In a thread called "Re: Detecting and its contribution to Archaeology" a rather superficial mutual back-slap prompted by a saccharine blog-post by PAS's Michael Lewis, we find a somewhat variant point of view. The whole justification of reporting and recording all this stuff hs been to claim it is used in planning and heritage management. In a situation where this actually happened (one of few cases actually documented), the 'finder' is less than happy. In fact he's stopped recording finds with the PAS because of it. Here's Heritage Action's take on it, with which I wholeheartedly agree.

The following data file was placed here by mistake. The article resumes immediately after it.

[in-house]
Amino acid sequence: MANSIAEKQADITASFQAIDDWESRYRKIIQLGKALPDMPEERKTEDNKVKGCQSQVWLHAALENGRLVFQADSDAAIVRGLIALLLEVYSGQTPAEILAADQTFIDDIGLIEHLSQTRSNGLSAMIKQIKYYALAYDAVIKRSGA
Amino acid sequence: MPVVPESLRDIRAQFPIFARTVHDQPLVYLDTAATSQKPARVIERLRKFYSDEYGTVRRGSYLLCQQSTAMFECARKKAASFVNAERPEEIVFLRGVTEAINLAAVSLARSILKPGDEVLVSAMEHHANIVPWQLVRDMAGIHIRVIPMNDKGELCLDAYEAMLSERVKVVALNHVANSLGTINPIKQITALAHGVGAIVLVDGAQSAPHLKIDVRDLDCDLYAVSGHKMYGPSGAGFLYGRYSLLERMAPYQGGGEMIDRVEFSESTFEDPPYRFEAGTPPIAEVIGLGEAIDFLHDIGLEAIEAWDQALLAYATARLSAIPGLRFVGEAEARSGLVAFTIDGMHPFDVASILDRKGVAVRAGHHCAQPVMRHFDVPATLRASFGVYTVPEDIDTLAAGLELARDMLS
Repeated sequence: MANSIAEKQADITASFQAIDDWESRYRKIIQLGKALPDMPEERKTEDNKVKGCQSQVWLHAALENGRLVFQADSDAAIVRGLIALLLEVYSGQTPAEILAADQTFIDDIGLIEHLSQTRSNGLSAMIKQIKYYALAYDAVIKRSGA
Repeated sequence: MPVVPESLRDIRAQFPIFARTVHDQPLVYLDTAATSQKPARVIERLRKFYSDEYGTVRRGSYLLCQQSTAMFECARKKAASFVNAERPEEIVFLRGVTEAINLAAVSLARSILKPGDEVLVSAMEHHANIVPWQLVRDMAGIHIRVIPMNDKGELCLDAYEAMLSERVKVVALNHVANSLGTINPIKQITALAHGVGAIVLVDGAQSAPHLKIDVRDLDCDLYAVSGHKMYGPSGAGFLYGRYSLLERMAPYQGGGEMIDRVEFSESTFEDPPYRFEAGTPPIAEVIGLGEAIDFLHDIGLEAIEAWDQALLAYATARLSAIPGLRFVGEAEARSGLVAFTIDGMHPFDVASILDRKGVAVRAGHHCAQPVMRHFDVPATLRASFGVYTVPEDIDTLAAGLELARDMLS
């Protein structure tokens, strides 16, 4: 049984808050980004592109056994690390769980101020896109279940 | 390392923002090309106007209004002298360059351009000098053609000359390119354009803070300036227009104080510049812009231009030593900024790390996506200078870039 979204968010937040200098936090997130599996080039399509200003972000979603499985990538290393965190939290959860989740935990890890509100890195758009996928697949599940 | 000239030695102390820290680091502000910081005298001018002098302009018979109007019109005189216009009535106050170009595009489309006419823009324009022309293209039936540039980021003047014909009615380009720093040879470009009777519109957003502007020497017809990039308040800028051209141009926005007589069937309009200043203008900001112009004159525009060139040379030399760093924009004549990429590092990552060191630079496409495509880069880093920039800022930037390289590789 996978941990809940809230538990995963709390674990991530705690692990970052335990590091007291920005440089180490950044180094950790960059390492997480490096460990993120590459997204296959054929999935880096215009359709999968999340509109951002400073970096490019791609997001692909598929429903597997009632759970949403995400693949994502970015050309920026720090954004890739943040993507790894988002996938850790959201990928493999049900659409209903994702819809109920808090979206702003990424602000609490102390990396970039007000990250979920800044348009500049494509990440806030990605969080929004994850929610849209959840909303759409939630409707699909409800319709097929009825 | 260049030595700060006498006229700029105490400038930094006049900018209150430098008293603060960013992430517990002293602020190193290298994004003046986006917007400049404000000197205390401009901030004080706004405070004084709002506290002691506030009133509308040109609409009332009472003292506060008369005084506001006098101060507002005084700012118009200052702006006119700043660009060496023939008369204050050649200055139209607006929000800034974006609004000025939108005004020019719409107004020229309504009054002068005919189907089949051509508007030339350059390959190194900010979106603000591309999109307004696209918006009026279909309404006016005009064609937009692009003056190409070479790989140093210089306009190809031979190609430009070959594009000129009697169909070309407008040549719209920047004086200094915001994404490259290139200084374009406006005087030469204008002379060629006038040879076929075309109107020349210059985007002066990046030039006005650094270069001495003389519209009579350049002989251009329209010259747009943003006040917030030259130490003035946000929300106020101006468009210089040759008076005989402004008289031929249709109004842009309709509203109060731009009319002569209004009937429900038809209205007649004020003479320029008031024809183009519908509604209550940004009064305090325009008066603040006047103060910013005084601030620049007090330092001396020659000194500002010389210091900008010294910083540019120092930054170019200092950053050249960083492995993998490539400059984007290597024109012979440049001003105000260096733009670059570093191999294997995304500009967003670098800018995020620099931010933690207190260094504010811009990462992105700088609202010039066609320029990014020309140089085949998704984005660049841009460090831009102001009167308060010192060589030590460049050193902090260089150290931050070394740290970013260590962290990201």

“Edmundy” carries on detecting despite the landowners telling him not to report his finds.Someone (PAS) should have told him not to detect if he can’t report what he finds and the same someone (PAS) should have told the landowners not to allow people to detect if they don’t want the finds reported. Someone else (Edmundy) is beyond the pale for not walking away of his own accord. Thus, another bit of everyone’s archaeological record goes west thanks to a quango that neglects its duty, landowners who are consequently kept uninformed and a detectorist who must surely know what’s the right thing to do but prefers to do the opposite! Bonkers….. Britain.